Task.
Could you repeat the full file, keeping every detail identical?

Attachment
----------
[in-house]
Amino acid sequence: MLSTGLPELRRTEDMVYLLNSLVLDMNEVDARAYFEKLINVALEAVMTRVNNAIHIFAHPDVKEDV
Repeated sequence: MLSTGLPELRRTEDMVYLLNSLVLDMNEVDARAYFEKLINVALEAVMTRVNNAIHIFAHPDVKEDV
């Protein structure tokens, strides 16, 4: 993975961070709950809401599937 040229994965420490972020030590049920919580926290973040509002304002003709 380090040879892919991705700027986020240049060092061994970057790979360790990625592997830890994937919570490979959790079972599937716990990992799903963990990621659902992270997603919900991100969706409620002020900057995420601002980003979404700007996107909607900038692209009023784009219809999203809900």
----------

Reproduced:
[in-house]
Amino acid sequence: MLSTGLPELRRTEDMVYLLNSLVLDMNEVDARAYFEKLINVALEAVMTRVNNAIHIFAHPDVKEDV
Repeated sequence: MLSTGLPELRRTEDMVYLLNSLVLDMNEVDARAYFEKLINVALEAVMTRVNNAIHIFAHPDVKEDV
């Protein structure tokens, strides 16, 4: 993975961070709950809401599937 040229994965420490972020030590049920919580926290973040509002304002003709 380090040879892919991705700027986020240049060092061994970057790979360790990625592997830890994937919570490979959790079972599937716990990992799903963990990621659902992270997603919900991100969706409620002020900057995420601002980003979404700007996107909607900038692209009023784009219809999203809900």